The boundary calculus of George Spencer-Brown is able to accomplish everything that Boolean logic can, but it is able to avoid the problems generated by occurrences of self-reference, which create paradox and, thus a termination of logical operations, in the Boolean system. In a sense, one could characterized Spencer-Brown's calculus as one "based on" self-reference in the sense that a topography of boundaries and spaces is able to withstand different descriptions based on shifting points of view without changing basic values.

The bolagram portrays the element of self-reference by "crossing itself" at the point labeled 'B'. B is given an alternate value, B-cross, and the relation between B and B-cross is called the "ij factor, symbolized by an oscillating square wave (). B/B-cross are "gratuitous" in that they seem to be "self-canceling." But, translated into riddle terminology, this means that any number of relationships can be added to the principal one (the "solution"), and in any "order," as long as the appearances of the term as an "inferior term" (as a subset of something) equals the number of its appearances as a "superior term" (the containing set).

Example:

1. Socrates is a man

2. All men are mortal

3. [therefore] Socrates is mortal.1. Socrates (inferior term) is a subset of men (superior term)

2. men (inferior term) are a subset of mortal (superior term)

"men" cancels out because it appears as a superior and inferior term, leaving

3. Socrates (inferior term) and mortal (superior term)

Put into the form of the calculus, the conclusion can be reached in the following manner:

Because Socrates remains as an inferior term, also "mortal" as a superior term, they can combine to form the statement, "Socrates is mortal."

Here is an example showing that the "middle
term" can be expanded and redistributed so that self-canceling
pairings aren't immediately obvious. Lewis Carroll's famous puzzles
were presented in this form (taken from *Law of Form*, pp.
122-23):

- The only animals in this house are cats;
- Every animal is suitable for a pet, that loves to gaze at the moon;
- When I detest an animal, I avoid it;
- No animals are carnivorous, unless they prowl at night;
- No cat fails to kill mice;
- No animals ever take to me, except what are in this house;
- Kangaroos are not suitable for pets;
- None but carnivora kill mice;
- I detest animals that do not take to me;
- Animals, that prowl at night, always love to gaze at the moon.

The solution lies in finding the two terms that only appear once (all others appear twice). One remaining term will be an inferior term, the other a superior. The answer will take the inferior term as the subset and the superior term as the containing set.

"Kangaroo" appears only once,
as an inferior term. "Avoided by me" appears only once,
as a superior term. The answer is "Kangaroos are avoided
by me." Other terms "cancel out" because they appear
once as a superior and once as an inferior term. Note that negative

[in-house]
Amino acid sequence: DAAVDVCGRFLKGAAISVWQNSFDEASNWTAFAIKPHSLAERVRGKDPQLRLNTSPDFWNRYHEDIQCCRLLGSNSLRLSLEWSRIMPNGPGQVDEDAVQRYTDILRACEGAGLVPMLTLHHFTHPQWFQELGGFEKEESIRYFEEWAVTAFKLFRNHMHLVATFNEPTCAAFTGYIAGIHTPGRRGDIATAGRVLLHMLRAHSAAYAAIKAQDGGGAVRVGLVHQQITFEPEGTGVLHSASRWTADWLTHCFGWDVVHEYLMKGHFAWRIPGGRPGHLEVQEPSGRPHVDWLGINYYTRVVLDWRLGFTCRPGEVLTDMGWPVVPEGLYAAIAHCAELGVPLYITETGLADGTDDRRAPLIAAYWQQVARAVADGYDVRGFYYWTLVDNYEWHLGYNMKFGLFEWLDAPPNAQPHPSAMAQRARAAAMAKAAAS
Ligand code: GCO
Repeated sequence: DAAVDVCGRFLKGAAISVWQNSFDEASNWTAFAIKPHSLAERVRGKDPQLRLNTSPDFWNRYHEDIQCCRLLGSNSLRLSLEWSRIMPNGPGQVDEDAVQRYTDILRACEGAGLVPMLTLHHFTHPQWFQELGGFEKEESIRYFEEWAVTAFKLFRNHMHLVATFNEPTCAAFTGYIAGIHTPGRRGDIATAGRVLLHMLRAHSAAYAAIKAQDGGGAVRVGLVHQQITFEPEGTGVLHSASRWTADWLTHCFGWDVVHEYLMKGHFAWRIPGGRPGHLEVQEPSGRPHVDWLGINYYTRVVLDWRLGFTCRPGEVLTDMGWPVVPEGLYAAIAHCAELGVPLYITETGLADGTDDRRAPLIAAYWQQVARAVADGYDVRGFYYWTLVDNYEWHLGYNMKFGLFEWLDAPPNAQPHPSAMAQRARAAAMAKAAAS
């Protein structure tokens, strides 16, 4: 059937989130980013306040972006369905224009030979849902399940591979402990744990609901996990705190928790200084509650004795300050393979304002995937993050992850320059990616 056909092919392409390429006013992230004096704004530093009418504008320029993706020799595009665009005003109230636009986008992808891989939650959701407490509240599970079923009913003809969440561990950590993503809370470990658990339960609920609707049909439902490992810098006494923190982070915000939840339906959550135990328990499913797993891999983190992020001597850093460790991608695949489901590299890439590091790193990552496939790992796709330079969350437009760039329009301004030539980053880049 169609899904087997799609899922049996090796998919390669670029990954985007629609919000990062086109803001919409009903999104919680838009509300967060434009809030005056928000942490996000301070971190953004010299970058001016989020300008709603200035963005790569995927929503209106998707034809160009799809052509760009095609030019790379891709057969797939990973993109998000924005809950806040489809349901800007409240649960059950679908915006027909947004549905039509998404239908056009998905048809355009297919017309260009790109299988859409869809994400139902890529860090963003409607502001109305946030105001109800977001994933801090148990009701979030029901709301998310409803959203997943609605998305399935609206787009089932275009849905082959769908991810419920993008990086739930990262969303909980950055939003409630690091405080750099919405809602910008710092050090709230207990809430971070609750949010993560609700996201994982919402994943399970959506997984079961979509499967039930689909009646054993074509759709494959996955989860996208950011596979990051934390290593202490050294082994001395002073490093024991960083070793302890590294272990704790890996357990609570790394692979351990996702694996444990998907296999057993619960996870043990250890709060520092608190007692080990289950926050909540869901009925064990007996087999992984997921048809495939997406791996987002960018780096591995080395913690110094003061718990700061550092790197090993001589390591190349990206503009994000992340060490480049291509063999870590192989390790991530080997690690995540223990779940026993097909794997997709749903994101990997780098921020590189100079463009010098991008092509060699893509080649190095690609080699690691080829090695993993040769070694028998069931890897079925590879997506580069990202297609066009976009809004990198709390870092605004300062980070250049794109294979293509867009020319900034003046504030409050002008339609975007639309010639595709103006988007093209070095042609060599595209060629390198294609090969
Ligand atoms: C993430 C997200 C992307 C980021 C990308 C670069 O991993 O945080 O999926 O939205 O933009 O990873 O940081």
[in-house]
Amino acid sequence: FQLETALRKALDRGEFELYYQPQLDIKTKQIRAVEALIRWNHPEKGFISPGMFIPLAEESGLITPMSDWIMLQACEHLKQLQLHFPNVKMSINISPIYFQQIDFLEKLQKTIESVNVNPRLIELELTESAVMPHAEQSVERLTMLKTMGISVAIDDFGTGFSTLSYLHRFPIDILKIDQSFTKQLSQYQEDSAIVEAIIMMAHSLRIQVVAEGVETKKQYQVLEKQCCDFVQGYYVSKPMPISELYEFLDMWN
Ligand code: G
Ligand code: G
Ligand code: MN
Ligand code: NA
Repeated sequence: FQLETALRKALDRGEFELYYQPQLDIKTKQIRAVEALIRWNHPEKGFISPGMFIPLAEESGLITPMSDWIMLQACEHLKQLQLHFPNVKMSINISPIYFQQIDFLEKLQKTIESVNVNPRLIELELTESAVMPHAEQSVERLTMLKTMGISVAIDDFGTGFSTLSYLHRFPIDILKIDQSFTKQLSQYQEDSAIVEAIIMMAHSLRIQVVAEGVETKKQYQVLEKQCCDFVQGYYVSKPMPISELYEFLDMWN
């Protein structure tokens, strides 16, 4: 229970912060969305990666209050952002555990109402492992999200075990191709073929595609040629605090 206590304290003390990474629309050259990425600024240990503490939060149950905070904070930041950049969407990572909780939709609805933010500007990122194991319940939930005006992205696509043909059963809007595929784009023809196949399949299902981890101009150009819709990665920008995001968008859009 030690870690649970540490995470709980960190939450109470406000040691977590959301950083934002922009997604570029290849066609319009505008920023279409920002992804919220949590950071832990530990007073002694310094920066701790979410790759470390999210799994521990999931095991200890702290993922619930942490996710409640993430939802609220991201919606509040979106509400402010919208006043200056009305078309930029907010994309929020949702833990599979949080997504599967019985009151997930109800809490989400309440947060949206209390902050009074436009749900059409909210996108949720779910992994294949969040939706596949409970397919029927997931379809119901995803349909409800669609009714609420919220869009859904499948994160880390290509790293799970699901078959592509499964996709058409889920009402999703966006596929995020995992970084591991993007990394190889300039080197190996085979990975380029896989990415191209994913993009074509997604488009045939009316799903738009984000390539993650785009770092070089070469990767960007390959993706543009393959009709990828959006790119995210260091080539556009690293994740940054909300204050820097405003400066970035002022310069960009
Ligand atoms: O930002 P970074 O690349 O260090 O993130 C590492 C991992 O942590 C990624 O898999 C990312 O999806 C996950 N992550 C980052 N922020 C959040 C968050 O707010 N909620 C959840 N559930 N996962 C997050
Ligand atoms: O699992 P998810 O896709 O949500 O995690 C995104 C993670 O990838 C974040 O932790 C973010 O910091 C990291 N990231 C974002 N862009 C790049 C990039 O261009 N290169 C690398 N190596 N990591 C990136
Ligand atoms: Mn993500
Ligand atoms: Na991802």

statements, such as "Kangaroos are not suitable for pets,"
turn the superior term ("suitable for pets") into an
inferior term (= "**not** suitable for pets").

Using the following key, it's possible to see how Spencer-Brown's calculus makes quick work of the puzzle.

h | house, in this |

c | cat |

p | pet, suitable for |

d | detested by me |

a | avoided by me |

m | moon, love to gaze at |

v | carnivorous |

n | night, prowl at |

k | kill mice |

t | take to me |

r | kangaroo |

Translating the statements using the abbreviations, and canceling out all pairs, one finds two terms remaining.

"Kangaroos" as the inferior term (subset) and "avoided by me" as the superior term (set) yields: "All kangaroos are avoided by me," which is a statement that does not appear in the original list but is a logical conclusion based on the evidence given.

In the flip of the inside frame, any number of paired odd/even spaces can be inserted without effect as long as B is contained by two crosses. In the rules of the calculus, this permits C to be redistributed into (1) a space containing A and (2) a space containing B-cross. Like the solution to Lewis Carroll's sorites, A and B-cross work like the "left-over," although this characterization is a bit inaccurate. It is rather the spirit of "gratuitous" or "tautological" situations, scattered and combined for the sake of delay, that makes a puzzle interesting. The conclusion is not evident immediately because of the intervening and self-canceling relationships.

What is the value of the multiplication and redistribution (scattering) of self-canceling pairs? In literature and the arts in general, it is obvious that two values can be derived. First, the audience is delayed in discovering the end or conclusion. Second, the intervening process of cancellation itself provides a sense of symmetry that adds to the surprise of the conclusion. Each pair provides a symmetrical relationship that is "delayed" by providing only half of the set at any one time, or by providing an "inverted" form. The alternative would be to give away the ending prematurely, or to lack sufficient detail to make the artwork interesting. Art as a puzzle requires both that the puzzle be sufficiently complex to provide a challenge and sufficiently simple that it can be "solved" within the duration of the work. "When I detest an animal, I avoid it" is a story in miniature, yet it contains two parts that will "participate" at a higher level of the narrative and possibly figure into the conclusion, if left remaining, to combine with another "remaindered" part. The conclusion is thus implicit in the story without being literally available.

see Alexander Bogomolny's review of Lewis Carroll's soriteses